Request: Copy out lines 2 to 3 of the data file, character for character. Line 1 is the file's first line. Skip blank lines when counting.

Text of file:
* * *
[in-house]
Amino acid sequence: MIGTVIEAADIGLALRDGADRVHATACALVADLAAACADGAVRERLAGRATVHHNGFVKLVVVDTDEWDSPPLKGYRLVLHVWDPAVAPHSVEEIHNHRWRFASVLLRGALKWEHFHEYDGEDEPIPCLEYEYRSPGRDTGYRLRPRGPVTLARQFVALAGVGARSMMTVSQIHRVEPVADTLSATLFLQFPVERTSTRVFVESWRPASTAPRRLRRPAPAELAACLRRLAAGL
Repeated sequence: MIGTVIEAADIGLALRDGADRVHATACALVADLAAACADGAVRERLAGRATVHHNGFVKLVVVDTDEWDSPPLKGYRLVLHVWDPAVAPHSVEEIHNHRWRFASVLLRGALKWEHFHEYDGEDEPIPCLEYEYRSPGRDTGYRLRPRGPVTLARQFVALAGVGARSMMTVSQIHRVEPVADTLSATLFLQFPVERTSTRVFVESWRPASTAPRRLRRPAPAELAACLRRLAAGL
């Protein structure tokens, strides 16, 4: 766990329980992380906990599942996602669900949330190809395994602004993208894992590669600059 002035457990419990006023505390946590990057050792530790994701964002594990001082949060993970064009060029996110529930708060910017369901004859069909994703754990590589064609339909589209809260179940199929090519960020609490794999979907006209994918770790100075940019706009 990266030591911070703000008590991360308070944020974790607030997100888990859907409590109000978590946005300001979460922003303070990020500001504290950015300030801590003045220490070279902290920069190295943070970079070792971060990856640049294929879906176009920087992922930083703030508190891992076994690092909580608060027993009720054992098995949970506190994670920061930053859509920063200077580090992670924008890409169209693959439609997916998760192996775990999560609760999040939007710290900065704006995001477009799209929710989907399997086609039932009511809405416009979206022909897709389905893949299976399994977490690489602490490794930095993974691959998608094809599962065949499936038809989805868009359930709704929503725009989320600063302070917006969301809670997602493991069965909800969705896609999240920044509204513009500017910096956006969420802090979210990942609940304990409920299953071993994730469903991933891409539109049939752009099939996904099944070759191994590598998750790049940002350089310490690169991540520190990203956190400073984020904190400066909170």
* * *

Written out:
Amino acid sequence: MIGTVIEAADIGLALRDGADRVHATACALVADLAAACADGAVRERLAGRATVHHNGFVKLVVVDTDEWDSPPLKGYRLVLHVWDPAVAPHSVEEIHNHRWRFASVLLRGALKWEHFHEYDGEDEPIPCLEYEYRSPGRDTGYRLRPRGPVTLARQFVALAGVGARSMMTVSQIHRVEPVADTLSATLFLQFPVERTSTRVFVESWRPASTAPRRLRRPAPAELAACLRRLAAGL
Repeated sequence: MIGTVIEAADIGLALRDGADRVHATACALVADLAAACADGAVRERLAGRATVHHNGFVKLVVVDTDEWDSPPLKGYRLVLHVWDPAVAPHSVEEIHNHRWRFASVLLRGALKWEHFHEYDGEDEPIPCLEYEYRSPGRDTGYRLRPRGPVTLARQFVALAGVGARSMMTVSQIHRVEPVADTLSATLFLQFPVERTSTRVFVESWRPASTAPRRLRRPAPAELAACLRRLAAGL